A minute or two each time. Hardly a factor in the decision.
Wheel Bearings and Failures|
Posted by: guideboatguy on Dec-31-12 4:37 PM (EST)
From what I can tell, wheel-bearing failures usually involve neglected trailers, especially the neglected ones that also have their axles submerged in water at times, as is the case for normal boat trailers. I've met a lot of people who tow various kinds of trailers, but still haven't met someone who's had a wheel-bearing failure. Anyone who's mileage is not extreme, or who comes even close to following Pikabike's advice if their mileage is high, shouldn't have anything to worry about.
Trailer won't work for me, since I keep|
Posted by: Yanoer on Dec-27-12 5:24 PM (EST)
a boat on my car during the week when at work. No place to park a trailer at work.
Capacity is most important in trailers|
Posted by: joewildlife on Dec-29-12 8:27 PM (EST)
I'd love to have a Sportsrig or Yakima Rack and Roll trailer. Question is, who stole who's design?
Ummm, I use utility trailers|
Posted by: redmond on Dec-29-12 9:09 PM (EST)
I've used them to carry lightweight boats over thousands of miles and haven't "beaten the crap out of" any of them yet. Just telling my personal experience. Fiberglass, kevlar, and poly. Hasn't hurt any of them. Sorry, real world experience.
Well, he's right that they ride rough|
Posted by: guideboatguy on Dec-29-12 9:44 PM (EST)
This thread has me thinking even more|
Posted by: rpg51 on Dec-30-12 10:28 AM (EST)
about a trailer. I'm 60 years old and I've had two shoulder surgeries. I have been struggling with all sorts of tactics and gizmos to help me get my boats on the roof for several years. Lord knows how many years I have left. It is starting to impact my interest in paddling - at least day trips. If I don't do it now - when will I do it? Have to start setting aside some $.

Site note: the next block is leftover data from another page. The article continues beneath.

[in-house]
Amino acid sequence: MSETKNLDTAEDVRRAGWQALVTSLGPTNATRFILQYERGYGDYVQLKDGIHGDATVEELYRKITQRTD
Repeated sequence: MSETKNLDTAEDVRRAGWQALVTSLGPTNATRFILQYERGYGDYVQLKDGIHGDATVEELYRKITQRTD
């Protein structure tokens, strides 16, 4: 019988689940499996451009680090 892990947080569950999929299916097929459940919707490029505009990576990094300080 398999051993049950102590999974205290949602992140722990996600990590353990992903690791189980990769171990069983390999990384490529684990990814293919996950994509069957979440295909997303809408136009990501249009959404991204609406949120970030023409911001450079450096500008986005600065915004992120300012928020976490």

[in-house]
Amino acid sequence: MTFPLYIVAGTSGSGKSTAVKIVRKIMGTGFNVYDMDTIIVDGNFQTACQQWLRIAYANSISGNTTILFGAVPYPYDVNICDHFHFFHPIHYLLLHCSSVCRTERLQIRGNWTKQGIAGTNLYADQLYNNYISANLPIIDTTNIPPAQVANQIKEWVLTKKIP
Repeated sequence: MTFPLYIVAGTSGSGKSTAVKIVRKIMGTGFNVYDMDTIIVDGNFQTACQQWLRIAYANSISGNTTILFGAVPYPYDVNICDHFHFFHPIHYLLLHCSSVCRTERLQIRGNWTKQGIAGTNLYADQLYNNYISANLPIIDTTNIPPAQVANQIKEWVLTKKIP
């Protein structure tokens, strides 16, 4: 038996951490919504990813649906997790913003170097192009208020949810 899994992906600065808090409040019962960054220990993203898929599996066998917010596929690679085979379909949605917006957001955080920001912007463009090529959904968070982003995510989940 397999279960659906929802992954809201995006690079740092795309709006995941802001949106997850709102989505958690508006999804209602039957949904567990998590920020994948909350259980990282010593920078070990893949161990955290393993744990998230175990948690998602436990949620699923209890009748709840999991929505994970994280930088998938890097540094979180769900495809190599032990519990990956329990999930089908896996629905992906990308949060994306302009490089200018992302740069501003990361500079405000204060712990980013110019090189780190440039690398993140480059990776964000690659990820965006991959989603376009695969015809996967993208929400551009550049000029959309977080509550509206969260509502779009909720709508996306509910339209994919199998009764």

One of the things I dislike re trailer|
Posted by: kayamedic on Dec-30-12 11:12 AM (EST)
is loading boats waist high. Its not really much fun getting them inbetween the low bars and the high bars (that are around shoulder high0. But I have a four canoe trailer.
The best thing|
Posted by: rnaimo on Dec-30-12 12:26 PM (EST)
I like about using a trailer is you can keep a eye on the boats. I have a converted boat trailer that I built a rack on that is a little below shoulder height. The boats can be seen in the rear-view and both side-view mirrors. I can also load the bikes and camping equiment on the trailer for them weekend get-aways.
Trailer loading height varies|
Posted by: pikabike on Dec-31-12 1:14 PM (EST)
The height to load onto our old snowmobile trailer was low. The height to load to our Trailex kayak trailer is a little higher but still manageable even for 5'3" me.
Sportsrig has shocks and springs|
Posted by: Bill_Stevenson on Dec-31-12 1:29 PM (EST)
The load limit is 250 lbs. so your boats are not subjected to undue shock. The use of motorcycle type wheels and a swing arm suspended with motorcycle springs and shocks make this possible.
yeah, that's why I mentioned it...|
Posted by: guideboatguy on Dec-31-12 4:14 PM (EST)
Several trailers with leafspring|
Posted by: pikabike on Dec-31-12 1:08 PM (EST)